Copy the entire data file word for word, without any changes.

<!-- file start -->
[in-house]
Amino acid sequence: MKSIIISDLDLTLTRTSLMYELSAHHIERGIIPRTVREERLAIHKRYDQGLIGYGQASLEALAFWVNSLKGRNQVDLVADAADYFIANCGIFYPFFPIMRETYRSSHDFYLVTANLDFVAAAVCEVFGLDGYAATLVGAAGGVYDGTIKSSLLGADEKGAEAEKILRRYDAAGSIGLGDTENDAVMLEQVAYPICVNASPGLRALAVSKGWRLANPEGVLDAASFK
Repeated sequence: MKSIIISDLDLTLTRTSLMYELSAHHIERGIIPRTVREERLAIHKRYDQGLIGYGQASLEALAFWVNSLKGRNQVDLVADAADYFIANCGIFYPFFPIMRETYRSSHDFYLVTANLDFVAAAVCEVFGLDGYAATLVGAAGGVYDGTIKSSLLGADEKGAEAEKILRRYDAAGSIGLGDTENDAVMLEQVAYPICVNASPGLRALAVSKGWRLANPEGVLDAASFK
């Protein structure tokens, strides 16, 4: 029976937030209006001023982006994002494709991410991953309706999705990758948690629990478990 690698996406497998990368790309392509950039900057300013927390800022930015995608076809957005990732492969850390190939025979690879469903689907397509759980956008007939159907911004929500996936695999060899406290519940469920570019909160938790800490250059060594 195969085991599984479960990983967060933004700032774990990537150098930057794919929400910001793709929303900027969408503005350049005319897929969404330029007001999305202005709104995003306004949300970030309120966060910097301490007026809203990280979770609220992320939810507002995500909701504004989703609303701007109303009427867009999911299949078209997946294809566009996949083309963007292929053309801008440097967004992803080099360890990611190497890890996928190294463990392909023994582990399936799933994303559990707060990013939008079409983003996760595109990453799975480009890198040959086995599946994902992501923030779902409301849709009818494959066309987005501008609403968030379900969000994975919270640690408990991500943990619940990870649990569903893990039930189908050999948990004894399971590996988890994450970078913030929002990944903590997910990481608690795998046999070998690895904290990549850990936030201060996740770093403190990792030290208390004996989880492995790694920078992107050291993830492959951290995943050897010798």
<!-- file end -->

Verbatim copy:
[in-house]
Amino acid sequence: MKSIIISDLDLTLTRTSLMYELSAHHIERGIIPRTVREERLAIHKRYDQGLIGYGQASLEALAFWVNSLKGRNQVDLVADAADYFIANCGIFYPFFPIMRETYRSSHDFYLVTANLDFVAAAVCEVFGLDGYAATLVGAAGGVYDGTIKSSLLGADEKGAEAEKILRRYDAAGSIGLGDTENDAVMLEQVAYPICVNASPGLRALAVSKGWRLANPEGVLDAASFK
Repeated sequence: MKSIIISDLDLTLTRTSLMYELSAHHIERGIIPRTVREERLAIHKRYDQGLIGYGQASLEALAFWVNSLKGRNQVDLVADAADYFIANCGIFYPFFPIMRETYRSSHDFYLVTANLDFVAAAVCEVFGLDGYAATLVGAAGGVYDGTIKSSLLGADEKGAEAEKILRRYDAAGSIGLGDTENDAVMLEQVAYPICVNASPGLRALAVSKGWRLANPEGVLDAASFK
């Protein structure tokens, strides 16, 4: 029976937030209006001023982006994002494709991410991953309706999705990758948690629990478990 690698996406497998990368790309392509950039900057300013927390800022930015995608076809957005990732492969850390190939025979690879469903689907397509759980956008007939159907911004929500996936695999060899406290519940469920570019909160938790800490250059060594 195969085991599984479960990983967060933004700032774990990537150098930057794919929400910001793709929303900027969408503005350049005319897929969404330029007001999305202005709104995003306004949300970030309120966060910097301490007026809203990280979770609220992320939810507002995500909701504004989703609303701007109303009427867009999911299949078209997946294809566009996949083309963007292929053309801008440097967004992803080099360890990611190497890890996928190294463990392909023994582990399936799933994303559990707060990013939008079409983003996760595109990453799975480009890198040959086995599946994902992501923030779902409301849709009818494959066309987005501008609403968030379900969000994975919270640690408990991500943990619940990870649990569903893990039930189908050999948990004894399971590996988890994450970078913030929002990944903590997910990481608690795998046999070998690895904290990549850990936030201060996740770093403190990792030290208390004996989880492995790694920078992107050291993830492959951290995943050897010798």